BEST ACTRESS IN A TELEVISION SERIES – MUSICAL OR COMEDY

Jean Smart in Hacks Season 2

Rachel Brosnahan – The Marvelous Mrs. Maisel

Quinta Brunson – Abbott Elementary

Hannah Einbinder – Hacks

Selena Gomez – Only Murders in the Building

Jean Smart – Hacks*

ALT: Christina Applegate – Dead to Me

Jean Smart is still the frontrunner here for her stellar second season of Hacks, but don’t count out Quinta Brunson either, who likely came close to winning the Emmy and could benefit from a bump for Abbott Elementary across the board. Hannah Einbinder was nominated here last year for Hacks, so I’ll keep her here again instead of shifting her to Supporting, while Rachel Brosnahan should be another easy nom for The Marvelous Mrs. Maisel even if it falters elsewhere. I think Selena Gomez can also get in as a result of combined goodwill for both her first and second seasons on Only Murders in the Building (and she gave an even stronger performance the second time around), though Dead to Me‘s Christina Applegate and The Flight Attendant‘s Kaley Cuoco could also be surprise sole nominees for their shows – especially the former, given that it’s her show’s final season.

BEST ACTRESS IN A MINISERIES OR TELEVISION FILM

Amanda Seyfried in The Dropout

Toni Collette – The Staircase

Julia Garner – Inventing Anna

Lily James – Pam and Tommy

Julia Roberts – Gaslit

Amanda Seyfried – The Dropout*

ALT: Anne Hathaway – WeCrashed

Amanda Seyfried should continue her awards sweep for The Dropout at the Golden Globes, while I expect Pam and Tommy‘s Lily James and yes, even Inventing Anna‘s Julia Garner, to join her, due to the fact that they have two of the showiest performances in contention and will benefit from their prior Emmy buzz, too. Toni Collette could also get a boost from that – especially if she coattails co-star Colin Firth – while I look to Golden Globes’ perennial favorite Julia Roberts to net a nom here as well for Showtime’s Gaslit, even if she couldn’t make the cut at the Emmys. It’s a relatively light field this year, so I’m not sure who else has a legitimate chance of cracking the final five, but Anne Hathaway (as another big name in this bunch) could contend for WeCrashed.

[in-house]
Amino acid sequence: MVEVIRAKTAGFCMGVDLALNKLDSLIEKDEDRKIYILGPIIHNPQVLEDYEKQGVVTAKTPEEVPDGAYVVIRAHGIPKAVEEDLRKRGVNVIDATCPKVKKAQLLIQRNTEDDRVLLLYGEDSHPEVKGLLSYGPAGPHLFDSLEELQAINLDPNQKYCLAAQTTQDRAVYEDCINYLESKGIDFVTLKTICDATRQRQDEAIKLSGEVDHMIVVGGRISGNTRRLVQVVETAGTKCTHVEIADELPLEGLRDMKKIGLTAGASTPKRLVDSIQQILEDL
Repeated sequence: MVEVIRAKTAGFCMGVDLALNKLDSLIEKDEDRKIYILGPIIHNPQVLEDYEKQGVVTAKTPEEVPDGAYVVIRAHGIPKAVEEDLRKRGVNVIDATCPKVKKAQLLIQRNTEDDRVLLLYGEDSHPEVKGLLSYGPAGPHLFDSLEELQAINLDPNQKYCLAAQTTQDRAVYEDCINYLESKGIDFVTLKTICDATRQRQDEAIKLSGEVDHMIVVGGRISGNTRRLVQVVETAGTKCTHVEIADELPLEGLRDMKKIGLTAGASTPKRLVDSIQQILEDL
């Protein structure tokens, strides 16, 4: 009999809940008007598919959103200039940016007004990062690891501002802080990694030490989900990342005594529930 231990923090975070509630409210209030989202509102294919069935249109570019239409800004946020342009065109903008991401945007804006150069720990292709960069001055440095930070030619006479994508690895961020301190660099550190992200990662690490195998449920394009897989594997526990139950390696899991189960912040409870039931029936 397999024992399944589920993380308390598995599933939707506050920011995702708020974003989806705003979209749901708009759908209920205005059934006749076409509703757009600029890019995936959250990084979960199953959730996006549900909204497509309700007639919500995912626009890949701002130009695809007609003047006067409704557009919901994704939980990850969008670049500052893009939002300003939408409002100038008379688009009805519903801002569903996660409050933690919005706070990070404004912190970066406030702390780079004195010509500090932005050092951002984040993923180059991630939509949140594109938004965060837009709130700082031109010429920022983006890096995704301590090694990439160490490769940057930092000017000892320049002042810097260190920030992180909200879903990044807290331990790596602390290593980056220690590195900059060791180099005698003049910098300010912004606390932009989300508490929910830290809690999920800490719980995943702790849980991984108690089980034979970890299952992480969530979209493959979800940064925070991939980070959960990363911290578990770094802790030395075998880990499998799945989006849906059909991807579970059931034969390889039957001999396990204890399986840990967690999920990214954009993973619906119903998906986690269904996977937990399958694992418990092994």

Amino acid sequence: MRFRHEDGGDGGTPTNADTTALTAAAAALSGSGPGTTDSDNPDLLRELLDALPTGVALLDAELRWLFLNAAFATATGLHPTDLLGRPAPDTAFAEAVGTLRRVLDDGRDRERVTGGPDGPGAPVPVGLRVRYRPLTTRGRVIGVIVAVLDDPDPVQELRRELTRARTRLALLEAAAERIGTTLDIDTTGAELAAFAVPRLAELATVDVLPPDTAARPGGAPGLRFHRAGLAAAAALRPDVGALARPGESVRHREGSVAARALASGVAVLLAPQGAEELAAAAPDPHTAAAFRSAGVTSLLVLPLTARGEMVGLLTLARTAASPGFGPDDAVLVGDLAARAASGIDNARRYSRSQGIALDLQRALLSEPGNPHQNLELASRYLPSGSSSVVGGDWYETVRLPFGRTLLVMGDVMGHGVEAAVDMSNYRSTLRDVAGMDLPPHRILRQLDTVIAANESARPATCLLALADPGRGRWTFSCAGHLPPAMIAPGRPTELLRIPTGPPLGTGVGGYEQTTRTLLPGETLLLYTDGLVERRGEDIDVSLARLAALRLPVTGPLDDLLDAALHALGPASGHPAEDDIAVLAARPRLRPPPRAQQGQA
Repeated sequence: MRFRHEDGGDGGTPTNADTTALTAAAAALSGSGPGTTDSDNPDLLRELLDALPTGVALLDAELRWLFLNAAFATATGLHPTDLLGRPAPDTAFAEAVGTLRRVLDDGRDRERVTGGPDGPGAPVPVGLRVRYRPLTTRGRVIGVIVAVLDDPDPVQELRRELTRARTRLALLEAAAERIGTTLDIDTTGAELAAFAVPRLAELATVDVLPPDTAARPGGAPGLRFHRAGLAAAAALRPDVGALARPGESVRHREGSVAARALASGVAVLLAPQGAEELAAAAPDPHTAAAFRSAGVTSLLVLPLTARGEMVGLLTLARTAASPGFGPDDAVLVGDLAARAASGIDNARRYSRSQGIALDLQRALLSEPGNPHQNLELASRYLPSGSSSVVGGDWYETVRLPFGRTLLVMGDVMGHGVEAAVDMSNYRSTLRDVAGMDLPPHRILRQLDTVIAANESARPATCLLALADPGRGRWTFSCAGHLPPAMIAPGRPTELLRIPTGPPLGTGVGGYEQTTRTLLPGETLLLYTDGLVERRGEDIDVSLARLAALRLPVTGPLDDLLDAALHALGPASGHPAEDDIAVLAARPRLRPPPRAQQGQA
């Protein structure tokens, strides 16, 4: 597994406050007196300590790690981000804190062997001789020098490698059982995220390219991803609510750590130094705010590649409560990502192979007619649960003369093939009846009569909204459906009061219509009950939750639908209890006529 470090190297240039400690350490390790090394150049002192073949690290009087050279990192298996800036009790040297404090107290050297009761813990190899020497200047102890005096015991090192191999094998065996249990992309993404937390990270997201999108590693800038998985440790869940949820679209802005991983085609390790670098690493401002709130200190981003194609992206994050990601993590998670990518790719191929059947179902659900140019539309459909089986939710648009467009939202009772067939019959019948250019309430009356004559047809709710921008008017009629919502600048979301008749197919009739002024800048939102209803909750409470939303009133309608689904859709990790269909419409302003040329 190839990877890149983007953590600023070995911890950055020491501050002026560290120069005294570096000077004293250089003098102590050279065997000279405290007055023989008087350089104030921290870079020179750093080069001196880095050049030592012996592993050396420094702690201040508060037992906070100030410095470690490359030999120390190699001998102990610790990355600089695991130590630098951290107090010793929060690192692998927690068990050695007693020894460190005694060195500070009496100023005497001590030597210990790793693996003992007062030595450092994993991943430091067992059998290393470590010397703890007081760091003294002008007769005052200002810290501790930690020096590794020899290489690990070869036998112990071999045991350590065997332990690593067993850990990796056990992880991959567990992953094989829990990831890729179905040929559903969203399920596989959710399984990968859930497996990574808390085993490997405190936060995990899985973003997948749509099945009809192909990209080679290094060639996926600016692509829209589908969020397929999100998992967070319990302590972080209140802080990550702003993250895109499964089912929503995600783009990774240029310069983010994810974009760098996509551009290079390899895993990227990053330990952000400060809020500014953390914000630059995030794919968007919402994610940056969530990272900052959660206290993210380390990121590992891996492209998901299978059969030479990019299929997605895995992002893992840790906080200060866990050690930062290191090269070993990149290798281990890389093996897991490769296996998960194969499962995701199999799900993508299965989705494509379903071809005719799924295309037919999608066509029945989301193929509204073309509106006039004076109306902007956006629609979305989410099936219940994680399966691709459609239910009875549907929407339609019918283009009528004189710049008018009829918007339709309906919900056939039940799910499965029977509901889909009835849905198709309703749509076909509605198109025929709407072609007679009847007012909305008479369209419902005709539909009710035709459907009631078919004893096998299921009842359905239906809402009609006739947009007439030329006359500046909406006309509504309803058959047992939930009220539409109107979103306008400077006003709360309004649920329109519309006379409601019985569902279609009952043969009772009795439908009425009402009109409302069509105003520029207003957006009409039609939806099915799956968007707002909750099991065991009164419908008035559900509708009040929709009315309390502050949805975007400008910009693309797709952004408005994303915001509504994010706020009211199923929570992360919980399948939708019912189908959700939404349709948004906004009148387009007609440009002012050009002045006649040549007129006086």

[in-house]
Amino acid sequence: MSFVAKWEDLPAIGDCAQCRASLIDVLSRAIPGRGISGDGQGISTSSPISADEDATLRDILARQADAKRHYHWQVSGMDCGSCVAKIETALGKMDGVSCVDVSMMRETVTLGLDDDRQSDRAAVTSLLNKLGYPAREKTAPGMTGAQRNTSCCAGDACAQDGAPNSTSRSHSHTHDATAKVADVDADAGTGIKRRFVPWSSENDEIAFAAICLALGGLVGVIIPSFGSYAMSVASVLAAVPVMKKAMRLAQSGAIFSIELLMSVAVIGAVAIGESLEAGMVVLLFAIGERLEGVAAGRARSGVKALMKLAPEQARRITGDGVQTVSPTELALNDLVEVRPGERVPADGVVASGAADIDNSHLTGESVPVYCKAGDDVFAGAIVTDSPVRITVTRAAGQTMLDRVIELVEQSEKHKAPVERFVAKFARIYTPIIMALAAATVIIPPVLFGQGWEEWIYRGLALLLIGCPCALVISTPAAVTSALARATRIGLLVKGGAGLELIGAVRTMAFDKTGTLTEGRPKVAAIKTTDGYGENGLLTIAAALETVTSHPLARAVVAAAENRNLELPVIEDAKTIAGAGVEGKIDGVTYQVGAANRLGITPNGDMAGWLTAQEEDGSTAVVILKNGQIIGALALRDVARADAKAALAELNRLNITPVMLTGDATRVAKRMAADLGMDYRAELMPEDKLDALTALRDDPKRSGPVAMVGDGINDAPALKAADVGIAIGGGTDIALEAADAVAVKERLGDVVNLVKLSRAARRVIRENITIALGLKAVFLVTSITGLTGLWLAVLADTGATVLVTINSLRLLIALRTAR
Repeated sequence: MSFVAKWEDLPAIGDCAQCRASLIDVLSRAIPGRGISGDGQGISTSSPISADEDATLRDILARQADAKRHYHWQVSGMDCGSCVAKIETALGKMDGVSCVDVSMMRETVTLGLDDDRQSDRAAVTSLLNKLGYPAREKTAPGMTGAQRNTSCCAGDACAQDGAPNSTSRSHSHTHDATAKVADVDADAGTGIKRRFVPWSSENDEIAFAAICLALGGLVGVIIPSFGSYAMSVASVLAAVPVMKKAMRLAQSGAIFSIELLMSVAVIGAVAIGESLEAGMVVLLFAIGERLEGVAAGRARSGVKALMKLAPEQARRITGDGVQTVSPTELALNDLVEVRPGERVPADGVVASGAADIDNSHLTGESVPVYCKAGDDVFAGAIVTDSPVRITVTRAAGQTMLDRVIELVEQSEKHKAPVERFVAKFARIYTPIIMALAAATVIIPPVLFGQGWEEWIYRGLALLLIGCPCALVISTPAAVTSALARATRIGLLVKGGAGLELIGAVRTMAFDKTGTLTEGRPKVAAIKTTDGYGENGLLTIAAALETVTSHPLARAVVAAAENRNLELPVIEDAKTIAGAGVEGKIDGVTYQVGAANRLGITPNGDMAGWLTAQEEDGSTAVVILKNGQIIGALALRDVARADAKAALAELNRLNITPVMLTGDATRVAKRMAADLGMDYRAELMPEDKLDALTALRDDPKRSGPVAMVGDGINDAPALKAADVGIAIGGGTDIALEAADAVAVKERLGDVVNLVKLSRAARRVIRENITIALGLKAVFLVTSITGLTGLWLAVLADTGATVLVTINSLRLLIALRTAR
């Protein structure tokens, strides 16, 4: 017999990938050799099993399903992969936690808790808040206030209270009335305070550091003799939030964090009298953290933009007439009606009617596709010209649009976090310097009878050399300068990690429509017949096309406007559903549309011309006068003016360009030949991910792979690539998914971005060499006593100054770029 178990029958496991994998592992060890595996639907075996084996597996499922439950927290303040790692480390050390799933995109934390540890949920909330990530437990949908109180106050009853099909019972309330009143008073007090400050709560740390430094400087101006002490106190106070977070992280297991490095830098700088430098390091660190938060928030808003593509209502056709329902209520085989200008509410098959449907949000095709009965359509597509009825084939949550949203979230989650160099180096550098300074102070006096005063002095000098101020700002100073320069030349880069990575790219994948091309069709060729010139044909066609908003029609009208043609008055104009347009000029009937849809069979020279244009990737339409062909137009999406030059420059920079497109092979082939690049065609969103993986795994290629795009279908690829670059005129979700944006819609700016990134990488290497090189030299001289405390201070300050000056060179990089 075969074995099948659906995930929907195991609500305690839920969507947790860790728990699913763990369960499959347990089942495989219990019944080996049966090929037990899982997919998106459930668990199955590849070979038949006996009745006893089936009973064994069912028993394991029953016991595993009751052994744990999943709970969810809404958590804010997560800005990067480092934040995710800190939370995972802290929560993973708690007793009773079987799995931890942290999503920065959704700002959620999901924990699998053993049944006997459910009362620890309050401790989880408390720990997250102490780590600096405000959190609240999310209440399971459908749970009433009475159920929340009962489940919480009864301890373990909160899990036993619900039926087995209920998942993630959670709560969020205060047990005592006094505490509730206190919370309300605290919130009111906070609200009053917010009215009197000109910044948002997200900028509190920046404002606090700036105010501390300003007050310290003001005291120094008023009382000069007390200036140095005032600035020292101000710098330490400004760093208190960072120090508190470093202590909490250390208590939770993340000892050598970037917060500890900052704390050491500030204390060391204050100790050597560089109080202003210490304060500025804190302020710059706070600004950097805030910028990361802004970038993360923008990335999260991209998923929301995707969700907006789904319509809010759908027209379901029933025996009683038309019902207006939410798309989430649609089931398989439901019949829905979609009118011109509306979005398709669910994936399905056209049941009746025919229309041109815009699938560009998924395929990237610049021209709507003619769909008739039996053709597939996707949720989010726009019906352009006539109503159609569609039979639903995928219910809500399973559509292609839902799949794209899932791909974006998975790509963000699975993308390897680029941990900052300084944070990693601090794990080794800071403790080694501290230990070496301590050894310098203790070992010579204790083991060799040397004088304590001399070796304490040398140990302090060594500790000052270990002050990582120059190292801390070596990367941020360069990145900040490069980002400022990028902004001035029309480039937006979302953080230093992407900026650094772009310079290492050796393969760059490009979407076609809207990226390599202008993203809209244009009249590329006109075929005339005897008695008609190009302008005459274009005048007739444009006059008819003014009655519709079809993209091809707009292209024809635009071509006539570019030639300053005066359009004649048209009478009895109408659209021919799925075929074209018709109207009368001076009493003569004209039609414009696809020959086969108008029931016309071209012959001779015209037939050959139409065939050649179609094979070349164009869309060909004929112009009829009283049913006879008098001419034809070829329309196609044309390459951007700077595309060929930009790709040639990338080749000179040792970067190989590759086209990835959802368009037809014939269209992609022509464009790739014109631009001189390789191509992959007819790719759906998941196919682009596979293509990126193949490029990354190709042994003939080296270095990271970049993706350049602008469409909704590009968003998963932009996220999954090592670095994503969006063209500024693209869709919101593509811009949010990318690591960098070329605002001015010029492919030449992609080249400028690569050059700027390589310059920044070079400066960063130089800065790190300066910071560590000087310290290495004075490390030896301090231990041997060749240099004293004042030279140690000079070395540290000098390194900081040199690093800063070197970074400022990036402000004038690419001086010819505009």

BEST SUPPORTING ACTOR IN A TELEVISION SERIES – MUSICAL/COMEDY OR DRAMA

Matt Smith in House of the Dragon

Matt Smith – House of the Dragon*

John Turturro – Severance

Christopher Walken – Severance

Tyler James Williams – Abbott Elementary

Henry Winkler – Barry

ALT: Ebon Mass-Bachrach – The Bear

Yay, they made the Supporting categories a little less crowded this year! (Though we still have to deal with comedy and drama in this one). I think Matt Smith is almost a shoo-in for his brilliant and buzzy performance as Daemon on House of the Dragon – he’s the actor I’m most confident in receiving individual recognition – and he could very well be the frontrunner in an open field like this. Henry Winkler was once again incredibly acclaimed on this season of Barry, and he has a scorcher of a final scene, so slot him in too, while John Turturro is a major acting standout on Severance (and was also an Emmy nominee) so he could show up as well, along with co-star (and co Emmy nominee) Christopher Walken. Lastly, Tyler James Williams could benefit from Abbott love overall, and he’s another contender who can claim an Emmy nomination as a feather in his cap. It’s tough to say who my one alt would be – there are many other worthy performances in contention – but maybe Ebon Mass-Bachrach benefits from The Bear love.

BEST SUPPORTING ACTOR IN A TELEVISION SERIES – MUSICAL/COMEDY OR DRAMA

Sheryl Lee Ralph in Abbott Elementary

Patricia Arquette – Severance

Julia Garner – Ozark

Janelle James – Abbott Elementary

Lesley Manville – The Crown

Sheryl Lee Ralph – Abbott Elementary*

ALT: Rhea Seehorn – Better Call Saul